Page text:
Concept

Monadic predicate calculus

Summary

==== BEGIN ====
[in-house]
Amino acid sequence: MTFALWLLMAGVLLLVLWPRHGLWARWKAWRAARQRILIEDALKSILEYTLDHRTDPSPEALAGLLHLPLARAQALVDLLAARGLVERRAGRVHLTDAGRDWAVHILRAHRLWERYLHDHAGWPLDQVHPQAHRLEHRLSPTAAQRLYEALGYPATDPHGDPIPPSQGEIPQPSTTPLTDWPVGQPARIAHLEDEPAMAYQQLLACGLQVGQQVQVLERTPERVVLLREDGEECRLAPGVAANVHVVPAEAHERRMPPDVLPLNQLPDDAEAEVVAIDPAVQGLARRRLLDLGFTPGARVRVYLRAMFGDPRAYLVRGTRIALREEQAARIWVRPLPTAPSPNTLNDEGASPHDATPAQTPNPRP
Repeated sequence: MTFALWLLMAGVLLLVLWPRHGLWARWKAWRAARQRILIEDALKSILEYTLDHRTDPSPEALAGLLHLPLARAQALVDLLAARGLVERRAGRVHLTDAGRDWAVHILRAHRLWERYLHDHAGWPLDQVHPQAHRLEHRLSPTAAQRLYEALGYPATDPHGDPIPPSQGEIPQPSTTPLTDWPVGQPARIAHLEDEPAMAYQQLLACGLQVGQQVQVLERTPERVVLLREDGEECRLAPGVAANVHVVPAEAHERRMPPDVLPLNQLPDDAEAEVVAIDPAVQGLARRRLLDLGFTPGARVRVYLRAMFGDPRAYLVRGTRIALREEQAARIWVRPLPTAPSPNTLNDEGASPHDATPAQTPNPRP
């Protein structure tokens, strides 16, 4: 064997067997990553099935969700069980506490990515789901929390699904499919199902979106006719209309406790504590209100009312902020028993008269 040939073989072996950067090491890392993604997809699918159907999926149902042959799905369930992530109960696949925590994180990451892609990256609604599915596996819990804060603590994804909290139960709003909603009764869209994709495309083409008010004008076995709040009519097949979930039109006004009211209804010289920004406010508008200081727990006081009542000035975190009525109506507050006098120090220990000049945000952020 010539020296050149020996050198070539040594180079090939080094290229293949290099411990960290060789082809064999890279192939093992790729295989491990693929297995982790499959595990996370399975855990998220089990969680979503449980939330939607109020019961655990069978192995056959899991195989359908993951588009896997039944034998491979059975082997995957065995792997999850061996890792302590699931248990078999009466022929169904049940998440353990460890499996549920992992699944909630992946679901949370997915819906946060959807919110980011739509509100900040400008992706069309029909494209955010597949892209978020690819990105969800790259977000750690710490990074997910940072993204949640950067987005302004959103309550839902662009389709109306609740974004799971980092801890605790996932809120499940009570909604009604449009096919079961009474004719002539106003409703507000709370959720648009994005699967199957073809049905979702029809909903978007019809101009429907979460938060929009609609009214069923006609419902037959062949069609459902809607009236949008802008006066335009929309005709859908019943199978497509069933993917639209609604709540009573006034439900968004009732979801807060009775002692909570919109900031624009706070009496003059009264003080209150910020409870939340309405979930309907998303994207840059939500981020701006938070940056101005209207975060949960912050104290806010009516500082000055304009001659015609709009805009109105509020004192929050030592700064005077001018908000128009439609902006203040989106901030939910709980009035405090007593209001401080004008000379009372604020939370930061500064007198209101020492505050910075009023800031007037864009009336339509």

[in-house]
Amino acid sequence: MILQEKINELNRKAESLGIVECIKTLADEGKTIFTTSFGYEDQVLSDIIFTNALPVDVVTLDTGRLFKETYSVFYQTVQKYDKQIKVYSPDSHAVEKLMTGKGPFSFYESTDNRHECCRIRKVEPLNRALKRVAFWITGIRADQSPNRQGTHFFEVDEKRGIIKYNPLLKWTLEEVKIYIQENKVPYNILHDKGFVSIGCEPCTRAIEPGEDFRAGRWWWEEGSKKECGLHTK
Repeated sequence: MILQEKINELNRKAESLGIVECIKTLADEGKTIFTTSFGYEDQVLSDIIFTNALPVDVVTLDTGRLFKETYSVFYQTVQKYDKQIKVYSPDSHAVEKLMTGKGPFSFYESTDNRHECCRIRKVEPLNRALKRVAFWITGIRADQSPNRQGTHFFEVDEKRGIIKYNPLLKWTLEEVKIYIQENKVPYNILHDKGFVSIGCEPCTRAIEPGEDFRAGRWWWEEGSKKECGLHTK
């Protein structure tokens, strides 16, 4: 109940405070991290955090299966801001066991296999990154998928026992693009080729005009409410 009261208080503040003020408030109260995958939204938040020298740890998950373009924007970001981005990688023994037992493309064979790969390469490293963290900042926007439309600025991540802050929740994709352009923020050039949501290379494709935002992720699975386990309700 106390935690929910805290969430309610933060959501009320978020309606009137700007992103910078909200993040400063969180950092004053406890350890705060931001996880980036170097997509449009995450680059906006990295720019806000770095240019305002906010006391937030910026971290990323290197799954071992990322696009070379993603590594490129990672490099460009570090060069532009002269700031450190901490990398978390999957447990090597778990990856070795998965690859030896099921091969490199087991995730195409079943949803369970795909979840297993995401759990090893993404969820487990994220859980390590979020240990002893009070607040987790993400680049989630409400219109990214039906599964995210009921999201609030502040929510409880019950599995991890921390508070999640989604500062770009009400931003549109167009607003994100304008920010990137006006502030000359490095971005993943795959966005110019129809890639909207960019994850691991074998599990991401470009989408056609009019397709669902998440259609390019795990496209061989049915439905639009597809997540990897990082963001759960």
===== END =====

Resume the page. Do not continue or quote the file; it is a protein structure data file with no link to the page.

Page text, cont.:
In logic, the monadic predicate calculus (also called monadic first-order logic) is the fragment of first-order logic in which all relation symbols in the signature are monadic (that is, they take only one argument), and there are no function symbols. All atomic formulas are thus of the form P(x), where P is a relation symbol and x is a variable. Monadic predicate calculus can be contrasted with polyadic predicate calculus, which allows relation symbols that take two or more arguments. Expressiveness The absence of polyadic relation symbols severely restricts what can be expressed in the monadic predicate calculus. It is so weak that, unlike the full predicate calculus, it is decidable—there is a decision procedure that determines whether a given formula of monadic predicate calculus is logically valid (true for all nonempty domains). Adding a single binary relation symbol to monadic logic, however, results in an undecidable logic.
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